Thousands march in London against new UK government's austerity plan

June 20, 2015 18:37
1 minute read.


Dear Reader,
As you can imagine, more people are reading The Jerusalem Post than ever before. Nevertheless, traditional business models are no longer sustainable and high-quality publications, like ours, are being forced to look for new ways to keep going. Unlike many other news organizations, we have not put up a paywall. We want to keep our journalism open and accessible and be able to keep providing you with news and analyses from the frontlines of Israel, the Middle East and the Jewish World.

As one of our loyal readers, we ask you to be our partner.

For $5 a month you will receive access to the following:

  • A user experience almost completely free of ads
  • Access to our Premium Section
  • Content from the award-winning Jerusalem Report and our monthly magazine to learn Hebrew - Ivrit
  • A brand new ePaper featuring the daily newspaper as it appears in print in Israel

Help us grow and continue telling Israel’s story to the world.

Thank you,

Ronit Hasin-Hochman, CEO, Jerusalem Post Group
Yaakov Katz, Editor-in-Chief


Thousands of protesters marched through central London on Saturday to demonstrate against the newly re-elected Conservative government's plans for public spending cuts.

Holding banners saying "End Austerity Now" and "Defy Tory Rule", protesters packed streets outside the Bank of England in the heart of London's financial district to listen to speeches before marching towards parliament.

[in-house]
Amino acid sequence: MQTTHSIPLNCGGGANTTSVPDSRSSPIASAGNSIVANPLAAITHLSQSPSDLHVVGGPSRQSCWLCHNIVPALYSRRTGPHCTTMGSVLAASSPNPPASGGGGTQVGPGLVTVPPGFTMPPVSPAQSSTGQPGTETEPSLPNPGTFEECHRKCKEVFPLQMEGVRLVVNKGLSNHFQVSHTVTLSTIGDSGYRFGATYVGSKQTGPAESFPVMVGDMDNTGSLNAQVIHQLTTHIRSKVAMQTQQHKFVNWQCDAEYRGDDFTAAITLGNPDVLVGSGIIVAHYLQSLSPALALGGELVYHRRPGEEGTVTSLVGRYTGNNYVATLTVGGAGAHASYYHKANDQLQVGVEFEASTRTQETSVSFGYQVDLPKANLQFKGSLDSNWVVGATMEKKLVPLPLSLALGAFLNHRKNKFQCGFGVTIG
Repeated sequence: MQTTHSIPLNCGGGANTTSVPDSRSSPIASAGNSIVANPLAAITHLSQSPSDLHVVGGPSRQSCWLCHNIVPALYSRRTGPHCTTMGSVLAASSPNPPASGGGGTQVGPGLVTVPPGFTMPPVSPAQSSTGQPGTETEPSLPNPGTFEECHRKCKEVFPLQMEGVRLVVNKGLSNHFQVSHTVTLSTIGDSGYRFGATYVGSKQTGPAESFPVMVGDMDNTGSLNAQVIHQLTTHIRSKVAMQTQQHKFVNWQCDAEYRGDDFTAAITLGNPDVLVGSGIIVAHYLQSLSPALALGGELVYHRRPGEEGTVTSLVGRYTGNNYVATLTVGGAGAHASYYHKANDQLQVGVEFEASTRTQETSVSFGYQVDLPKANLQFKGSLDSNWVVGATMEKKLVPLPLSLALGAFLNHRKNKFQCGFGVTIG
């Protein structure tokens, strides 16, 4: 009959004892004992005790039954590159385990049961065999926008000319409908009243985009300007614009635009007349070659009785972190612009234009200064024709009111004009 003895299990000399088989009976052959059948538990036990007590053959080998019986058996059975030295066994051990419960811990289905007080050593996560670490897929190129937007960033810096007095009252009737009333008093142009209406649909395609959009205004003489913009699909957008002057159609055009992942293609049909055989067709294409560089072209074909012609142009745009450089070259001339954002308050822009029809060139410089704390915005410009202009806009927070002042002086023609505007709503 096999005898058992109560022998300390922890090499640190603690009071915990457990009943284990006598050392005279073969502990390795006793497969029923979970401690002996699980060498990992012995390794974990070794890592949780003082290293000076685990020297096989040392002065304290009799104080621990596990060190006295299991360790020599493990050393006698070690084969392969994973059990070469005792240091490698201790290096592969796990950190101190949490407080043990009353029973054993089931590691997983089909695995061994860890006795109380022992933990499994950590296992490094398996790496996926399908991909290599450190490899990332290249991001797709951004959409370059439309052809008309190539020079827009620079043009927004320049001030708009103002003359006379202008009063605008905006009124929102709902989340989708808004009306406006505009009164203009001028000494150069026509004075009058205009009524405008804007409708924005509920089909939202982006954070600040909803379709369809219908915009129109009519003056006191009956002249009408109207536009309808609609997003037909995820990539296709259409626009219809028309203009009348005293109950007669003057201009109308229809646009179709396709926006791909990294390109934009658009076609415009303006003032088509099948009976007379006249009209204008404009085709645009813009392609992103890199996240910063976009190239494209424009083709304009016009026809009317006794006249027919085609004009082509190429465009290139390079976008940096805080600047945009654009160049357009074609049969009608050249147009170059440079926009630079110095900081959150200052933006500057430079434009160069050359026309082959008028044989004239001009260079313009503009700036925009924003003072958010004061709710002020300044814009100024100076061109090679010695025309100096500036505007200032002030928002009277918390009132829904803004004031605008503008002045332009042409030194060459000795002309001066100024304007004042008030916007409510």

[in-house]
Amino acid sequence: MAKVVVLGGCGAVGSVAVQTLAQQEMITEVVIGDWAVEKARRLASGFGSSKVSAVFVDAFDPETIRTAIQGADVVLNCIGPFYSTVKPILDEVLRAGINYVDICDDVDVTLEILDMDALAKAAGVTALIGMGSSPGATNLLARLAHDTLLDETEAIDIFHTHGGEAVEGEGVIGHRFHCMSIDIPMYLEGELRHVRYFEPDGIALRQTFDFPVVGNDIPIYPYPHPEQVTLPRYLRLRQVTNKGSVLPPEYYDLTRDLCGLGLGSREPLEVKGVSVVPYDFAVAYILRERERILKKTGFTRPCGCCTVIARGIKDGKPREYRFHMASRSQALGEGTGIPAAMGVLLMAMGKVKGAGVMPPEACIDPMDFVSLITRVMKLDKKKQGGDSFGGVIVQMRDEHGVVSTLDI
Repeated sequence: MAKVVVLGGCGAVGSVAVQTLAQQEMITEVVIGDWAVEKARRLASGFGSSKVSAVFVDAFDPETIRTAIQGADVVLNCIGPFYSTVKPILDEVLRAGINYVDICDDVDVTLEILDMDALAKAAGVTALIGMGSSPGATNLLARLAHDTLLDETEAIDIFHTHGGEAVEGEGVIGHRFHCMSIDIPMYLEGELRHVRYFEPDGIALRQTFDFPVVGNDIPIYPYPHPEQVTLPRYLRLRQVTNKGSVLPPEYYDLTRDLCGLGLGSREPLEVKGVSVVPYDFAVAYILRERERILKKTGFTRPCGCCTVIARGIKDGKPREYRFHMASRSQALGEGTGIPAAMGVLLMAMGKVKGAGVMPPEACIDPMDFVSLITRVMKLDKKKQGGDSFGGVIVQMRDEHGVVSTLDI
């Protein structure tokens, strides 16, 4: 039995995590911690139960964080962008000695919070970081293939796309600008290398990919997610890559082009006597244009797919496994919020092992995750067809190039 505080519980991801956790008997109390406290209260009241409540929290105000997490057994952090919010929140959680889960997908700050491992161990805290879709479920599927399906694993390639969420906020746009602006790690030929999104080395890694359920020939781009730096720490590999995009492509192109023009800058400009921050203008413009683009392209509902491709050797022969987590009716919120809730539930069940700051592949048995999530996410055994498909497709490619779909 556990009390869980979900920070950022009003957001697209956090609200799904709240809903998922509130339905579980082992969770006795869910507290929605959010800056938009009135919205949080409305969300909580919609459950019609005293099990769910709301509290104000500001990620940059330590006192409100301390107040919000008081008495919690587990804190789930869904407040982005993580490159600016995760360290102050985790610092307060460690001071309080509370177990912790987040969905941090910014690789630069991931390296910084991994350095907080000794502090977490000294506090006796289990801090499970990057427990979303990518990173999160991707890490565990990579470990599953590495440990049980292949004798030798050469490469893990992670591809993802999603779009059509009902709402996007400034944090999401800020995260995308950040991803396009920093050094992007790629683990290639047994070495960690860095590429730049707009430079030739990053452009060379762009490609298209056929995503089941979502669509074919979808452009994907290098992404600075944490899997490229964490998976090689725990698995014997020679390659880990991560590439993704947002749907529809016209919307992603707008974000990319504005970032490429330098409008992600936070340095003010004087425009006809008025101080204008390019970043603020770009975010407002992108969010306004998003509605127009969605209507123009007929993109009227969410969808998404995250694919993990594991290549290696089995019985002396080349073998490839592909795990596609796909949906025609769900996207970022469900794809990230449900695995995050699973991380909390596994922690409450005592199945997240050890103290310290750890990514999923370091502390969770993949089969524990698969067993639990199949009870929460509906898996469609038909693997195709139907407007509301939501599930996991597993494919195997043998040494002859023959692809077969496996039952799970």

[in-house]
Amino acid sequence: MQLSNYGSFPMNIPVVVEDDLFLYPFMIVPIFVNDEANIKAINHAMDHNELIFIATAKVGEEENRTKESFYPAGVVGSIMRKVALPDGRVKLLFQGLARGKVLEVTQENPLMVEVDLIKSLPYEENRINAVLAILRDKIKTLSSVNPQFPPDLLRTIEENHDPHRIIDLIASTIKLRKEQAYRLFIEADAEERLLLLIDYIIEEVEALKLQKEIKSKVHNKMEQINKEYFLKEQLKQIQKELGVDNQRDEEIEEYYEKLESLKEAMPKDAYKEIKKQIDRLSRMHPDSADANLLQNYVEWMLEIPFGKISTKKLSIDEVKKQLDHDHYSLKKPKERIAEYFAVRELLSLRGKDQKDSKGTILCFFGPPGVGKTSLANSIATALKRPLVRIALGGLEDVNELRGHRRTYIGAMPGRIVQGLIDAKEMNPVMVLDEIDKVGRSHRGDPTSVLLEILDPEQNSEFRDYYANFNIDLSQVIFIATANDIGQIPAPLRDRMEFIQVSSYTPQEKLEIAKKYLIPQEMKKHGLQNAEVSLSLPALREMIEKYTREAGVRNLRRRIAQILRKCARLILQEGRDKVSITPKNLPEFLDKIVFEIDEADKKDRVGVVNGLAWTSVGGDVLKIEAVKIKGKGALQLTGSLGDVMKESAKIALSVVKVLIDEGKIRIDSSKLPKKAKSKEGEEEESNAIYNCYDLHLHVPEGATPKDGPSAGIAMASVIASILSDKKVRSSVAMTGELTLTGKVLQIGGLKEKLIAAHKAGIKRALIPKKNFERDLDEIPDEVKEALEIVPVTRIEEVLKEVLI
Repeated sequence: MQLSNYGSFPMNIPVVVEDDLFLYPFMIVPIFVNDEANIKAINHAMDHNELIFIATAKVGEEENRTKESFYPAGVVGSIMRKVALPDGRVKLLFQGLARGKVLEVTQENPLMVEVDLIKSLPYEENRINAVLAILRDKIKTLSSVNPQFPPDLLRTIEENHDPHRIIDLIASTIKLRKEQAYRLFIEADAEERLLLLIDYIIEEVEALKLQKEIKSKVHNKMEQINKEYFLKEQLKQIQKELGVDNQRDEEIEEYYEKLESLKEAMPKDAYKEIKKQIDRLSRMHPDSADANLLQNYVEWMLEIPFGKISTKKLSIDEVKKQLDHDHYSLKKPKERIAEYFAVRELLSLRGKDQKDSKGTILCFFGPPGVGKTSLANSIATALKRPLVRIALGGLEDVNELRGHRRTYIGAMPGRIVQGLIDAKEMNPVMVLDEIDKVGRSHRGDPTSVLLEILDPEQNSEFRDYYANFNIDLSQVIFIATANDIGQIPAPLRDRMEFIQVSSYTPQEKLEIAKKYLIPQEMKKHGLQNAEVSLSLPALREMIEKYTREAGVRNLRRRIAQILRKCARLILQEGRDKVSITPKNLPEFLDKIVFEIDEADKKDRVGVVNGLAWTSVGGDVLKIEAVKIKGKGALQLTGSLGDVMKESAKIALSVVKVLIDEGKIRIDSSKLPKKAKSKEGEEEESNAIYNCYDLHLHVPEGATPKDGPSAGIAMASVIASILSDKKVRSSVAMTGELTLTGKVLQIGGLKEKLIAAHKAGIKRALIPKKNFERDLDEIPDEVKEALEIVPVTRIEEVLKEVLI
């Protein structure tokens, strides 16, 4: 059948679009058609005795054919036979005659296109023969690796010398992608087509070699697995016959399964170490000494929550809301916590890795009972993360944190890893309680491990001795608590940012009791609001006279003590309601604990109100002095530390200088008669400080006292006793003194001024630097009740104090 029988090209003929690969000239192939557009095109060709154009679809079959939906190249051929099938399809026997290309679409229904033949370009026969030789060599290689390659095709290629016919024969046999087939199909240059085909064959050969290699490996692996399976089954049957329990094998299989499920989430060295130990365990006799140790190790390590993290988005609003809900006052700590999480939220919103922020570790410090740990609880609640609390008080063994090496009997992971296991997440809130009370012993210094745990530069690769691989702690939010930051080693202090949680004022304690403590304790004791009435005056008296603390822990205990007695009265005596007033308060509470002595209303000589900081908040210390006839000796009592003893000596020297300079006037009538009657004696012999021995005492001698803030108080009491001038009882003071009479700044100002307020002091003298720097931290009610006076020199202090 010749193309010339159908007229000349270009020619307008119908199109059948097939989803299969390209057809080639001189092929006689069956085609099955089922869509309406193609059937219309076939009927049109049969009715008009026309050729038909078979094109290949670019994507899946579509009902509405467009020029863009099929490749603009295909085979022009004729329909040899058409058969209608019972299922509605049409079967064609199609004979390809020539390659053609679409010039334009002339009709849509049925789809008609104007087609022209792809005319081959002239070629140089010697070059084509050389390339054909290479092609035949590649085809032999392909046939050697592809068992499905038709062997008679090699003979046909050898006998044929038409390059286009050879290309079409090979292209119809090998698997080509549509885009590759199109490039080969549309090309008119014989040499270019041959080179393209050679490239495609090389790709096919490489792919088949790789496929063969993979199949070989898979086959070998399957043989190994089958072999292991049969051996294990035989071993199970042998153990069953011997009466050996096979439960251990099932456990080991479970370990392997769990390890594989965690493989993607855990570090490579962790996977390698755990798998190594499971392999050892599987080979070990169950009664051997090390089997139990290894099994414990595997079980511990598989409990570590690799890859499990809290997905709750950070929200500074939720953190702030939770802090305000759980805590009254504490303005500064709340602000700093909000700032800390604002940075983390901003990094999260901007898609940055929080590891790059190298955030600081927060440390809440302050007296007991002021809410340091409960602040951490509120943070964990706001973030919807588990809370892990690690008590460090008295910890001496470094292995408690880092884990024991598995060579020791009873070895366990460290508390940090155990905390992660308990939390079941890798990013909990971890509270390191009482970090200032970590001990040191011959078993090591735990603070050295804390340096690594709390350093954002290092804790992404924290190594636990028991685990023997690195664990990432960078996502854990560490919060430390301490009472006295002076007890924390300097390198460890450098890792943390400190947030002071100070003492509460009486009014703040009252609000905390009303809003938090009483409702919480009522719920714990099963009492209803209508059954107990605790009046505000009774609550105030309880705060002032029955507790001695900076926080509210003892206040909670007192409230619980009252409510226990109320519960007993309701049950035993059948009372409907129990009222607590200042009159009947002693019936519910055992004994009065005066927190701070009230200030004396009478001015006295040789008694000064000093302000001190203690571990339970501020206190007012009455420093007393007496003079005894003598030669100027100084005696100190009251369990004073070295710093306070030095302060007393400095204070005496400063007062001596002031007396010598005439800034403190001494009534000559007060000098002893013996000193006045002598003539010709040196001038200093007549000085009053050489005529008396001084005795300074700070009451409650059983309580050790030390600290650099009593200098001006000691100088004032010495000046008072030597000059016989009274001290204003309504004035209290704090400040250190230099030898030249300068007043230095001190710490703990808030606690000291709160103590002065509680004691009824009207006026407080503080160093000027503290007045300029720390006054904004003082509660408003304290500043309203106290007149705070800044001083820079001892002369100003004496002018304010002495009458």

"I think there's a genuine need to stop austerity and cuts to the vulnerable," waitress Anna Rachel Rowlands told Reuters Video News. "The government seems almost obsessed with cutting benefits for younger people looking for work."

One marcher carried a placard showing Prime Minister David Cameron peeking out of a garbage can - suggesting this was where his policies belonged too - while another pictured him with devil's horns.

A small number of protesters let off red-colored smoke bombs in a mostly good-natured march.

Protesters were due to be addressed later by celebrities including comedian Russell Brand and singer Charlotte Church, as well as trade unionists and Jeremy Corbyn, a contender for the vacant leadership of the opposition Labour Party.

Britain's Conservatives unexpectedly won an outright majority in a national election last month after five years when they had led a coalition focused on cutting public spending to narrow Britain's large budget deficit.

Since winning the election, finance minister George Osborne has said he wants government departments to make extra cuts this year and to commit future governments to run budget surpluses during normal economic times.

The government also plans to reduce spending on social security benefits by a further 12 billion pounds ($19 billion), arguing that high levels of public debt make Britain vulnerable if there is another global financial crisis.

Speaking to the BBC before the march, Corbyn, a Labour member of parliament and veteran left-winger who is standing for the party's leadership, said this would worsen inequality.

"We have more people than ever using foodbanks, we have a greater number of people being homeless and many people in housing stress," he said.

The protest was organized by the People's Assembly Against Austerity, an umbrella group with support from trade unions, anti-war protesters and some Labour and Green Party politicians.

Join Jerusalem Post Premium Plus now for just $5 and upgrade your experience with an ads-free website and exclusive content. Click here>>

Related Content

Breaking news
October 19, 2018
U.S., S.Korea suspend more drills to bolster N.Korea diplomacy